So far, results with Windows XP have not been totally reliable, although it has worked in some tests. I have not tested with Windows Vista, only Windows 7 (32) and XP Pro (32). There are also some "oddities" with some of these webcams - i.e., certain "features", or items such as YUY resolution range might only work well with the webcam's own bundled drivers.
Testing the setup
I have found that the only reliable way to ascertain if the video (and audio, especially uncompressed) might work properly with a remote client is to connect two computers via a router/switch and use one to send and the other as client. One should then test using both computers for send/receive. Depending on the hardware setup, sometimes the "test video/audio" option in CXP isn't reliable enough to show if the setup might work for a "real-life" session as the computer has to compress-decompress and send-receive in real-time. This can use too many resources to work without glitches on one computer, but might be OK if tested with another computer as the client. I have found that most reliable audio/video sessions happen when CPU load is less than 80% when sending AND receiving (the lower the CPU load, the better chances of a reliable connection). Disabling any unneeded programs/services as well as Windows' file indexing and any auto-update features (both Windows own and other software such as antivirus programs) can be of help in reducing CPU load and video/audio glitches.
Update - March 12, 2012
I have tested the Logitech C910 USB webcam with a MacBook Pro under Bootcamp and Windows7 Enterprise (I7 quad-core processor) using the MJPEG scheme above. CPU usage was greatly improved as compared with the dual-core computers above, but it is still advisable to switch off the Auto-Play of "My video stream" during the session to save on CPU/GPU resources - especially if the other CXP users in the session are also sending MJPEG streams. I was also able to send video from two cameras connected to the MBPro simultaneously during the same session (the second camera was a firewire DV camera, using CXP's native compression). Using two USB webcams sending their native MJPEG streams has not worked at the receiving client's end as of this writing, even though sometimes it appears to work when doing CXP's native Video Test at the sending computer.
Results with the MBPro's own built-in webcam using the generic USB Video driver and MJPEG were problematic and more experimentation is needed to ascertain under what conditions it might be able to work reliably. It seems to work well using the dedicated video driver. I have not been able to get the Logitech and the MBPro's built-in webcam to work concurrently in a reliable manner as yet.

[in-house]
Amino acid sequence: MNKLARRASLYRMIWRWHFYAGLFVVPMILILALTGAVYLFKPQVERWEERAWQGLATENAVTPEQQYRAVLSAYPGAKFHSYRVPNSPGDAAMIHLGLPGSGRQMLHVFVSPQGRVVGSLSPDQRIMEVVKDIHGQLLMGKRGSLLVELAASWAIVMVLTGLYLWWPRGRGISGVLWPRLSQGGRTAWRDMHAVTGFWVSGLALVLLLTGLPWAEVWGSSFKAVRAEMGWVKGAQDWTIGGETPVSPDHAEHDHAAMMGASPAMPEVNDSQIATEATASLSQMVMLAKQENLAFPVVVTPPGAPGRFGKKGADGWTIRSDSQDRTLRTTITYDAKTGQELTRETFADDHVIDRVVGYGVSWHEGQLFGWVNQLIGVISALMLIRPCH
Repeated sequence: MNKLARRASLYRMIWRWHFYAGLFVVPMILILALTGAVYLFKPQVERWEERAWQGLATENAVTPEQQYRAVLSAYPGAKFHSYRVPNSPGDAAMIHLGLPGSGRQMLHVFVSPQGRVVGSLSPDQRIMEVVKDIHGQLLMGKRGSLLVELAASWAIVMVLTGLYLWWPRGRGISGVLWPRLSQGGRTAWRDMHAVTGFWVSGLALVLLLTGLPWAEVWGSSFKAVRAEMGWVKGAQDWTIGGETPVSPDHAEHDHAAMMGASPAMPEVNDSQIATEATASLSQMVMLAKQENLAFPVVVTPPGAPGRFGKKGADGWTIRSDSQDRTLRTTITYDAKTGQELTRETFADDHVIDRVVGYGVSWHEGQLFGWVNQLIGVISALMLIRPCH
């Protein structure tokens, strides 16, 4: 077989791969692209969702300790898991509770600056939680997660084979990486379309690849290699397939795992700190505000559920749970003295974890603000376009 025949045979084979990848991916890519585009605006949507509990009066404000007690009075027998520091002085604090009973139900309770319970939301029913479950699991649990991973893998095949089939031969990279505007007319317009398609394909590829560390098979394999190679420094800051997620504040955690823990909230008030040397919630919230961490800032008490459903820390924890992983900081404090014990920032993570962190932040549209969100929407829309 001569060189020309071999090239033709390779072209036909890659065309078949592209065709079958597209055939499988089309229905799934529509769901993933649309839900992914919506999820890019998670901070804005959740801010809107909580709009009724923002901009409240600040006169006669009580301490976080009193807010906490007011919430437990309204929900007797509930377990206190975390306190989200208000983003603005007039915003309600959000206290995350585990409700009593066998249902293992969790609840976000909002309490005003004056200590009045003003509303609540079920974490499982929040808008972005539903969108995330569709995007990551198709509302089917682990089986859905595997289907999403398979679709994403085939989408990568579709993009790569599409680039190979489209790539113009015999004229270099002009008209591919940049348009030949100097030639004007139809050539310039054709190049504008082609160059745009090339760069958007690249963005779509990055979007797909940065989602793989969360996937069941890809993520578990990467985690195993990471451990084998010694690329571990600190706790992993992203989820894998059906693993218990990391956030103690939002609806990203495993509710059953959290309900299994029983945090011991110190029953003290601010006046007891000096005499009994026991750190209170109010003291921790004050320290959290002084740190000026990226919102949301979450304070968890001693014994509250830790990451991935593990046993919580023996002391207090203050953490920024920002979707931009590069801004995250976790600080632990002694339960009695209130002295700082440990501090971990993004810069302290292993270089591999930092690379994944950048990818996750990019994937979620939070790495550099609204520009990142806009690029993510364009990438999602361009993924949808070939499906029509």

When using native bundled drivers, most webcams I have tried will give an option of using either RGB/YUV or I420 color space. Experiment with your webcam's available color spaces to see which one yields the the best video quality, as well as the least CPU load under comparable resolution/frame rates and video compression settings.
Reminders about using a webcam's native MJPEG streams
Always double-check that CXP's "native" video compression is switched OFF (i.e., CXP should "think" it is sending uncompressed video). It is quite easy to forget this and the computer will then be doing double-duty by decompressing the MJPEG stream from the webcam and recompressing it with CXP's native WMV compression. If native compression is desired, it has been my experience that it is best to use the webcam manufacturer's own video driver instead of the generic "USB Video" one.
Also, remember to DISABLE the "Low Light Compensation" option under the Camera Control options in CXP when using the generic USB Video driver (with some cameras, that option is greyed out). If this isn't disabled (i.e., in the case of the Logitech C910), the camera will try to auto-adjust the frame rate depending on light conditions and the video stream might become corrupted and/or unreliable. Double-checking this setting for every new session is always a good idea as sometimes that setting doesn't appear to "take" once CXP is restarted. With some cameras, disabling "Auto-Exposure" can also be helpful (one would then need to adjust the exposure manually for optimal video quality).
Windows Media Player Network Sharing service
As stated elsewhere on this wiki, disabling the Windows Media Player Network Sharing service in Control Panel/Administrative tools can help to solve some CXP crashes when trying to use MJPEG streams. Unless this service is absolutely required, I would recommend having its "Startup Type" selected as "Disabled" when using CXP.
(José Feghali - TCU School of Music)